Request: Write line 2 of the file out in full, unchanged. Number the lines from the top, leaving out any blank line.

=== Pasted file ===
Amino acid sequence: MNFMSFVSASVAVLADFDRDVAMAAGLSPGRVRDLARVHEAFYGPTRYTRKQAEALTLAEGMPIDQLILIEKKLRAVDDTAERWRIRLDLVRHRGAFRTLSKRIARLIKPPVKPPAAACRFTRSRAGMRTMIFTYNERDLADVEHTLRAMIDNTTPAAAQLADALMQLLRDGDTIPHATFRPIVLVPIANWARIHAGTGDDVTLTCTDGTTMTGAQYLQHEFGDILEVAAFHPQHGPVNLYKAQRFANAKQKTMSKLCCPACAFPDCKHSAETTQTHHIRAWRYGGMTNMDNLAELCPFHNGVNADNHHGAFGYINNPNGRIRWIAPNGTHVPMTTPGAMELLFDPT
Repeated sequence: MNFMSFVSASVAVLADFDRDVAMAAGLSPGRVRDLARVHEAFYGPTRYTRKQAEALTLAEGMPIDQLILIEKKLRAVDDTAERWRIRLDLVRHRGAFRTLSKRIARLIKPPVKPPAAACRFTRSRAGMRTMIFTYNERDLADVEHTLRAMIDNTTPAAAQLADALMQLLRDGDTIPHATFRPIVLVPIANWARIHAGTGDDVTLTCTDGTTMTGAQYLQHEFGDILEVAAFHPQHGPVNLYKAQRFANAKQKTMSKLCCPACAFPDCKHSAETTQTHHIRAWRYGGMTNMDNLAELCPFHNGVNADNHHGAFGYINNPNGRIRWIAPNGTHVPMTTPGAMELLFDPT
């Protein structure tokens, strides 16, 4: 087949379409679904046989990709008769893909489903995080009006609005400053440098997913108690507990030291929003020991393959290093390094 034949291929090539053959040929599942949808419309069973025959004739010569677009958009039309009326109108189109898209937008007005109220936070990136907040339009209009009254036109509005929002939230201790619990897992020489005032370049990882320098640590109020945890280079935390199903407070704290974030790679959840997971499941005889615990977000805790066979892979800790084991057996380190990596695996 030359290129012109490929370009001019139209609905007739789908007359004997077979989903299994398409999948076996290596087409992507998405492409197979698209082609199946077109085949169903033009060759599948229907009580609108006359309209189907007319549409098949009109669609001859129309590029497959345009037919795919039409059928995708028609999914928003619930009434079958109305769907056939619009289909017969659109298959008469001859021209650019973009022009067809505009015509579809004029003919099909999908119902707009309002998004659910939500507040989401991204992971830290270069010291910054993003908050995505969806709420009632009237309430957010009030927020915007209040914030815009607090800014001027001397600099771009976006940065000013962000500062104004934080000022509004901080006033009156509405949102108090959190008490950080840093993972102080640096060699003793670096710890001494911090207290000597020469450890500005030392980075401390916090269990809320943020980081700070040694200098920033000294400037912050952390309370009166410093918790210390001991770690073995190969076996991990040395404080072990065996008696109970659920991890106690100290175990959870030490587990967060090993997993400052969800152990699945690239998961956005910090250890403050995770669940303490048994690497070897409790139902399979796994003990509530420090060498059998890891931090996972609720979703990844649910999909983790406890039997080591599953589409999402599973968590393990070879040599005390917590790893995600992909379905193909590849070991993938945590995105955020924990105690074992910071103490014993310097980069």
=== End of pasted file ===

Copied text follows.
Repeated sequence: MNFMSFVSASVAVLADFDRDVAMAAGLSPGRVRDLARVHEAFYGPTRYTRKQAEALTLAEGMPIDQLILIEKKLRAVDDTAERWRIRLDLVRHRGAFRTLSKRIARLIKPPVKPPAAACRFTRSRAGMRTMIFTYNERDLADVEHTLRAMIDNTTPAAAQLADALMQLLRDGDTIPHATFRPIVLVPIANWARIHAGTGDDVTLTCTDGTTMTGAQYLQHEFGDILEVAAFHPQHGPVNLYKAQRFANAKQKTMSKLCCPACAFPDCKHSAETTQTHHIRAWRYGGMTNMDNLAELCPFHNGVNADNHHGAFGYINNPNGRIRWIAPNGTHVPMTTPGAMELLFDPT